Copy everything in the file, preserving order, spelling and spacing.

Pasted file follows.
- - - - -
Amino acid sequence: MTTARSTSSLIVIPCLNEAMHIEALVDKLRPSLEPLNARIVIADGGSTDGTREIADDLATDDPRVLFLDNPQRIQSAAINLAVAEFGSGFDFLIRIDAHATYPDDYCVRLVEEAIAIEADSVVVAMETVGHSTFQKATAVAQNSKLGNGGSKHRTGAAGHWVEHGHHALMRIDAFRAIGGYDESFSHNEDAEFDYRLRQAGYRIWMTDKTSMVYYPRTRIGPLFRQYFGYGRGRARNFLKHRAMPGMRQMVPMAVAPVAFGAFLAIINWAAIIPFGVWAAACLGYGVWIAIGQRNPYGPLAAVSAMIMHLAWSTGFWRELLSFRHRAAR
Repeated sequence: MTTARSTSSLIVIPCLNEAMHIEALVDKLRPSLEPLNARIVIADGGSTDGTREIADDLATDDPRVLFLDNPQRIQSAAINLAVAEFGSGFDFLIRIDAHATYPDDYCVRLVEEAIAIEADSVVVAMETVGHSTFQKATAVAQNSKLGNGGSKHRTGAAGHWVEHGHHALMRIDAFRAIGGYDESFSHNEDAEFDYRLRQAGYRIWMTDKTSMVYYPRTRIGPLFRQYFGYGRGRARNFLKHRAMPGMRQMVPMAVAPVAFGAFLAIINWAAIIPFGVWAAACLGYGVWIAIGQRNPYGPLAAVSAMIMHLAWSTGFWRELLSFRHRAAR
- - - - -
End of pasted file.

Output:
Amino acid sequence: MTTARSTSSLIVIPCLNEAMHIEALVDKLRPSLEPLNARIVIADGGSTDGTREIADDLATDDPRVLFLDNPQRIQSAAINLAVAEFGSGFDFLIRIDAHATYPDDYCVRLVEEAIAIEADSVVVAMETVGHSTFQKATAVAQNSKLGNGGSKHRTGAAGHWVEHGHHALMRIDAFRAIGGYDESFSHNEDAEFDYRLRQAGYRIWMTDKTSMVYYPRTRIGPLFRQYFGYGRGRARNFLKHRAMPGMRQMVPMAVAPVAFGAFLAIINWAAIIPFGVWAAACLGYGVWIAIGQRNPYGPLAAVSAMIMHLAWSTGFWRELLSFRHRAAR
Repeated sequence: MTTARSTSSLIVIPCLNEAMHIEALVDKLRPSLEPLNARIVIADGGSTDGTREIADDLATDDPRVLFLDNPQRIQSAAINLAVAEFGSGFDFLIRIDAHATYPDDYCVRLVEEAIAIEADSVVVAMETVGHSTFQKATAVAQNSKLGNGGSKHRTGAAGHWVEHGHHALMRIDAFRAIGGYDESFSHNEDAEFDYRLRQAGYRIWMTDKTSMVYYPRTRIGPLFRQYFGYGRGRARNFLKHRAMPGMRQMVPMAVAPVAFGAFLAIINWAAIIPFGVWAAACLGYGVWIAIGQRNPYGPLAAVSAMIMHLAWSTGFWRELLSFRHRAAR